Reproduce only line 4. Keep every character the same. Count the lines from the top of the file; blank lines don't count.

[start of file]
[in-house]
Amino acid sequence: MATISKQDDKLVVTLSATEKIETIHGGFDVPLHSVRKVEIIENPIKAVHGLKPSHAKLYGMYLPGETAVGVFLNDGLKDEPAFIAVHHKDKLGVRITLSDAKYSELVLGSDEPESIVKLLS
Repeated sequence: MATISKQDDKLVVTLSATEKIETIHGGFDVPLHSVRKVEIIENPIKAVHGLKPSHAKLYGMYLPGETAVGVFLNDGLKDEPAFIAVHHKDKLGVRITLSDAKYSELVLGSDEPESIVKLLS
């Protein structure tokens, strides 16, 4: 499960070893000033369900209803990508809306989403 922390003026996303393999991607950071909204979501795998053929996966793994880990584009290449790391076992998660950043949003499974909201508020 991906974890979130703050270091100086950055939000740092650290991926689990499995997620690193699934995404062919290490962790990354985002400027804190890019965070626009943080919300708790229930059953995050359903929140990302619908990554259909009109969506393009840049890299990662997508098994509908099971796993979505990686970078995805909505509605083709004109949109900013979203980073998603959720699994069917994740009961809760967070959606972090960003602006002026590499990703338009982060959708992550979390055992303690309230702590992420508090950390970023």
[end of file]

């Protein structure tokens, strides 16, 4: 499960070893000033369900209803990508809306989403 922390003026996303393999991607950071909204979501795998053929996966793994880990584009290449790391076992998660950043949003499974909201508020 991906974890979130703050270091100086950055939000740092650290991926689990499995997620690193699934995404062919290490962790990354985002400027804190890019965070626009943080919300708790229930059953995050359903929140990302619908990554259909009109969506393009840049890299990662997508098994509908099971796993979505990686970078995805909505509605083709004109949109900013979203980073998603959720699994069917994740009961809760967070959606972090960003602006002026590499990703338009982060959708992550979390055992303690309230702590992420508090950390970023």